Chris Blair, executive vice president and general manager at World Wide Technology Raceway, near St. Louis, describes himself as a “glass-half-full” kind of leader.
Racers are reacting to Tuesday’s announcement that the NHRA is severely cutting purses again, while asking teams to travel to Florida, Illinois, Texas, and Nevada for two-day events and deeply discounted payouts. And Blair is providing a calm perspective.
Have a sip of his logic:
“For several weeks the NHRA and the tracks that remain on the 2020 schedule have been working on a variety of scenarios that would allow the events to happen.” Blair told Autoweek. “Right now, the number one goal, at least for us, is to be able to break even on the event. In order to do that, we are slashing expenses wherever possible—and it’s still going to be a challenge while operating at a limited capacity. Unfortunately, this is the reality of the 2020 racing season. Just like the restaurant owners who are trying to survive strictly with outside dining or 50 percent capacity, banquet halls that can now only host 25 people or sporting events that are prohibiting fans. Everyone is facing challenges like never before.
“I like to believe that I’m one of the few people in this sport who still takes a glass-half-full attitude. In this case, I’m looking at the glass as 20 percent full, but at least I have the ability to have something in my glass. There are a lot of others out there who don’t have that option,” he said. “I’m not viewing this as a negative or bad. I’m viewing this as a reassurance to people that the events will actually take place when others would have simply thrown in the towel.
“Every businessperson out there has to make a choice as to what’s right for them. We’ve made the choice that we are moving forward with this event while operating at 80-percent under our capacity. The NHRA has made the choice that they are moving forward and making the dramatic cuts they need to make. The teams simply have to choose what’s feasible for them,” Blair said. “We hope they will want to be a part of the event and keep the sport moving. If they elect not to, that’s their choice to make.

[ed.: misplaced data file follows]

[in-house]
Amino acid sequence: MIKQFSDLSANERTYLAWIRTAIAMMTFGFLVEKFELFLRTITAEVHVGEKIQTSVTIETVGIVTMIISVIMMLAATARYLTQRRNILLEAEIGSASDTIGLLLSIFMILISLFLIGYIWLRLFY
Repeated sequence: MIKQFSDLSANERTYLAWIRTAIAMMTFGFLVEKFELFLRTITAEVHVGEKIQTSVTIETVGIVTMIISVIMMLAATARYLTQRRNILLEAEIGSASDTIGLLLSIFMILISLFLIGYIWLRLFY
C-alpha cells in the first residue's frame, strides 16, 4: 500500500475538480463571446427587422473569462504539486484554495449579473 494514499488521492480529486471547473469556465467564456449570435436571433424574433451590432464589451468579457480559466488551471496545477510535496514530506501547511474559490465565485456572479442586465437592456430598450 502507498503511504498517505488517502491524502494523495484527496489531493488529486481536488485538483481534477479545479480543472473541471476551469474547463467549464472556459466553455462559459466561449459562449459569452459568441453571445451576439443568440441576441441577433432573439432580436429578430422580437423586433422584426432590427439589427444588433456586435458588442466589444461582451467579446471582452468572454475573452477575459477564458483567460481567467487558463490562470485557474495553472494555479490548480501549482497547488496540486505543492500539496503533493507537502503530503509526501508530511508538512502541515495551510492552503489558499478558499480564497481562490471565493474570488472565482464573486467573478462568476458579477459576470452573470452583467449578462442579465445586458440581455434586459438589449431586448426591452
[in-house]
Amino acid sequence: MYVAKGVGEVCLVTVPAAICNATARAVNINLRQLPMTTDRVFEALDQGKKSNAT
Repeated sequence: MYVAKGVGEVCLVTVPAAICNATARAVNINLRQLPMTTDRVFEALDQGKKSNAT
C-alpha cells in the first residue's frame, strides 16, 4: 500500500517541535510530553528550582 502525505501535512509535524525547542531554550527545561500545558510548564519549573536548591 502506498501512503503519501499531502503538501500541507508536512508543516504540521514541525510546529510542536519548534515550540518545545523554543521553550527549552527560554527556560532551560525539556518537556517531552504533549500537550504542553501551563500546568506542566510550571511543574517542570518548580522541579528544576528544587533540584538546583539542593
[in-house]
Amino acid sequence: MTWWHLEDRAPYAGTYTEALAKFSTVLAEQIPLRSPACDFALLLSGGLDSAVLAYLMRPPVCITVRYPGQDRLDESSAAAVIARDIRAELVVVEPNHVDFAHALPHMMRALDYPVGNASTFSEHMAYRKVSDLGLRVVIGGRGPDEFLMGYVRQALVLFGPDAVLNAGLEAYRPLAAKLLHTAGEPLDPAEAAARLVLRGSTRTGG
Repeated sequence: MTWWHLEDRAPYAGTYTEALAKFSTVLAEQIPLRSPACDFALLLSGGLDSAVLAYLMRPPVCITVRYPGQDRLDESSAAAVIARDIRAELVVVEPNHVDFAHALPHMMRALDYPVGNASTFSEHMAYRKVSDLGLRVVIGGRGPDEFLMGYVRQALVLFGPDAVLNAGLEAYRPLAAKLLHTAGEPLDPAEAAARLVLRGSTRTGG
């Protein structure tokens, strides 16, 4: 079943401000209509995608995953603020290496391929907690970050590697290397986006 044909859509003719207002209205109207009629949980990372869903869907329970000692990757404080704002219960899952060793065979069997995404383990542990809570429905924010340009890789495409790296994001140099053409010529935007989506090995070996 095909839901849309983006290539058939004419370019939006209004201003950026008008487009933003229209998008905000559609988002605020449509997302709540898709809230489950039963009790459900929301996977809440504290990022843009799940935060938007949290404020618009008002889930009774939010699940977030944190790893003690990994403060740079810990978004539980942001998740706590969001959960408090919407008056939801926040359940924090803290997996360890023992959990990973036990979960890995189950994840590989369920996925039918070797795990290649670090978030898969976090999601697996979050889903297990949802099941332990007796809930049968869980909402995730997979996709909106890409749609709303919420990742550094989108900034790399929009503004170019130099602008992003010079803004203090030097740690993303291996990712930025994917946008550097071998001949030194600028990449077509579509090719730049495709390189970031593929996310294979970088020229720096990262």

“At the end of the day, it’s a collaborative effort among the member tracks, the NHRA, and the teams to keep the sport moving forward in the most challenging of circumstances. The stakeholders simply need to decide how committed they are to keeping the sport relevant and how big of a challenge they are willing to face. Our job is to get as many fans there as possible, give them a great weekend of entertainment, and thank them for making the choice to leave the house and support the sport,” Blair said. “Our biggest challenge now is rebuilding consumer confidence in our product, and the only way to do that is for everyone to weather this storm together so we can move on to 2021.”
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